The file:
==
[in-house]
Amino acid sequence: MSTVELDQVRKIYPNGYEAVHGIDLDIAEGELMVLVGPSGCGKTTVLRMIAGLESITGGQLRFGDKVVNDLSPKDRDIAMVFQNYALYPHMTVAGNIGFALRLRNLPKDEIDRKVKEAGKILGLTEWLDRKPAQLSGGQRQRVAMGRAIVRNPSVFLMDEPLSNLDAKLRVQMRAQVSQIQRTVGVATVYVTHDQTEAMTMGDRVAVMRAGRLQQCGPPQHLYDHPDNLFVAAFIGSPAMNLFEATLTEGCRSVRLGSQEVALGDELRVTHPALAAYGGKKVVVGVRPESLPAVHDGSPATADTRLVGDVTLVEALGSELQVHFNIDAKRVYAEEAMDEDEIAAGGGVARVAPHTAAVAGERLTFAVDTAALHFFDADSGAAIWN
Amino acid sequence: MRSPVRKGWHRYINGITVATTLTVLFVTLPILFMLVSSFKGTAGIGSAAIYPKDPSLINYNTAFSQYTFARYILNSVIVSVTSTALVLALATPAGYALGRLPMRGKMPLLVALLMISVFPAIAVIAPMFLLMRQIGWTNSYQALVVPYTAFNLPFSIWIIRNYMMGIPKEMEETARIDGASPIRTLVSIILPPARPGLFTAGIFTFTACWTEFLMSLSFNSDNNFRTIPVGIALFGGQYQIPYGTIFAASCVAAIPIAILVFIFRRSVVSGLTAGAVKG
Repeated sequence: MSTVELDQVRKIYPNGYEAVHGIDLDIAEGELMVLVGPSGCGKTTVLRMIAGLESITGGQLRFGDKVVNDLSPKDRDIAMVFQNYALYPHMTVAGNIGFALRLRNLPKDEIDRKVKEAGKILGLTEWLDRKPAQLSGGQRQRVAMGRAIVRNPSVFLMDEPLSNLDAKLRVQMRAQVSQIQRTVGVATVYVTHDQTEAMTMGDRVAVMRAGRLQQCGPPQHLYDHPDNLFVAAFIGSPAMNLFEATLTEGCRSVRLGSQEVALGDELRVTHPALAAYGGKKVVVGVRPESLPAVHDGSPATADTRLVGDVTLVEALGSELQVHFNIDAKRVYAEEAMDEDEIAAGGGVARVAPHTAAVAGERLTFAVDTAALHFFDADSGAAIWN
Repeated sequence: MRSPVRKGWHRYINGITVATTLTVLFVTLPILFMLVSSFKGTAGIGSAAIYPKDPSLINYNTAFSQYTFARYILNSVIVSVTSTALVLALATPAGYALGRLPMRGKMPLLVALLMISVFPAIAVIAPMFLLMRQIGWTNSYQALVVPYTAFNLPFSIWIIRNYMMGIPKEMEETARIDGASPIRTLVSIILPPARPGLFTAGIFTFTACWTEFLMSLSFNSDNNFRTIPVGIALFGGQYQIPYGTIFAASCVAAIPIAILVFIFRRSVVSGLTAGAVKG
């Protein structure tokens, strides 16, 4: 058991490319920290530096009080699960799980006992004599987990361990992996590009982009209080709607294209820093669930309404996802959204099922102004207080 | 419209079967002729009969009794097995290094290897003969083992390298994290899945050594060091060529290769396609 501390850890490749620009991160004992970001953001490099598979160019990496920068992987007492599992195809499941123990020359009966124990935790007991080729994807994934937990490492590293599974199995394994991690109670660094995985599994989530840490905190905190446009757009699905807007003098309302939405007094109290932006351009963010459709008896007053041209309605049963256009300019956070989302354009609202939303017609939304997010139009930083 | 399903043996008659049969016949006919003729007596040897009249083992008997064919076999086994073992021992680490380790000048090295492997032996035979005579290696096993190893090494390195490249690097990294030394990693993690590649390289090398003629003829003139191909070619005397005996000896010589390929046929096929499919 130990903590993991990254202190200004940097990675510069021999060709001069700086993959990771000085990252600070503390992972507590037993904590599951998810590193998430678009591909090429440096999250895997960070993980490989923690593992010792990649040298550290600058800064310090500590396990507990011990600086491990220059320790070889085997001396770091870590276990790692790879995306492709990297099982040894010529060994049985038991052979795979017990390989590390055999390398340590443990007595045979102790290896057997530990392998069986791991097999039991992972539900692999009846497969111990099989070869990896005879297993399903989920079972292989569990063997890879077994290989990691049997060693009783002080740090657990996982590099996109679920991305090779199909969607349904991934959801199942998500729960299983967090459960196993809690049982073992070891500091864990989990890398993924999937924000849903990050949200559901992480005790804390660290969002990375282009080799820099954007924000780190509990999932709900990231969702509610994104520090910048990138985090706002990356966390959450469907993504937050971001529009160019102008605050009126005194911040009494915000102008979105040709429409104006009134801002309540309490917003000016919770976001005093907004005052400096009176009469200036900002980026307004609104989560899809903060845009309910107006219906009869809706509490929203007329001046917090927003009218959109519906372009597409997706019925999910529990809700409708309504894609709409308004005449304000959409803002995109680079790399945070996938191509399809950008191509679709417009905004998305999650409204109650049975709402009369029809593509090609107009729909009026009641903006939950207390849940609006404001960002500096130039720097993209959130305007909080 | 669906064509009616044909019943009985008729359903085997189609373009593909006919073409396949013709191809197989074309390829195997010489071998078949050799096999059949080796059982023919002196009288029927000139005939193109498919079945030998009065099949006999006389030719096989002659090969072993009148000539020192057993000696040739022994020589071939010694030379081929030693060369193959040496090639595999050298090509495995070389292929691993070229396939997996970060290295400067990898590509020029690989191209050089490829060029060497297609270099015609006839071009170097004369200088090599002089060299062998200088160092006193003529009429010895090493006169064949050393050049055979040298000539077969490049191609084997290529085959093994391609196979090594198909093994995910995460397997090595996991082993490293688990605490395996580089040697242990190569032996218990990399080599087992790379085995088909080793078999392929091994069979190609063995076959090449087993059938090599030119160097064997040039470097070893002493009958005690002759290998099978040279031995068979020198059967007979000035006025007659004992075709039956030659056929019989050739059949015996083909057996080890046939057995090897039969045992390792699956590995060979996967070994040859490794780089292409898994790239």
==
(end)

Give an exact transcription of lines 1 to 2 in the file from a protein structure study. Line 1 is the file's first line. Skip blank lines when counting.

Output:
[in-house]
Amino acid sequence: MSTVELDQVRKIYPNGYEAVHGIDLDIAEGELMVLVGPSGCGKTTVLRMIAGLESITGGQLRFGDKVVNDLSPKDRDIAMVFQNYALYPHMTVAGNIGFALRLRNLPKDEIDRKVKEAGKILGLTEWLDRKPAQLSGGQRQRVAMGRAIVRNPSVFLMDEPLSNLDAKLRVQMRAQVSQIQRTVGVATVYVTHDQTEAMTMGDRVAVMRAGRLQQCGPPQHLYDHPDNLFVAAFIGSPAMNLFEATLTEGCRSVRLGSQEVALGDELRVTHPALAAYGGKKVVVGVRPESLPAVHDGSPATADTRLVGDVTLVEALGSELQVHFNIDAKRVYAEEAMDEDEIAAGGGVARVAPHTAAVAGERLTFAVDTAALHFFDADSGAAIWN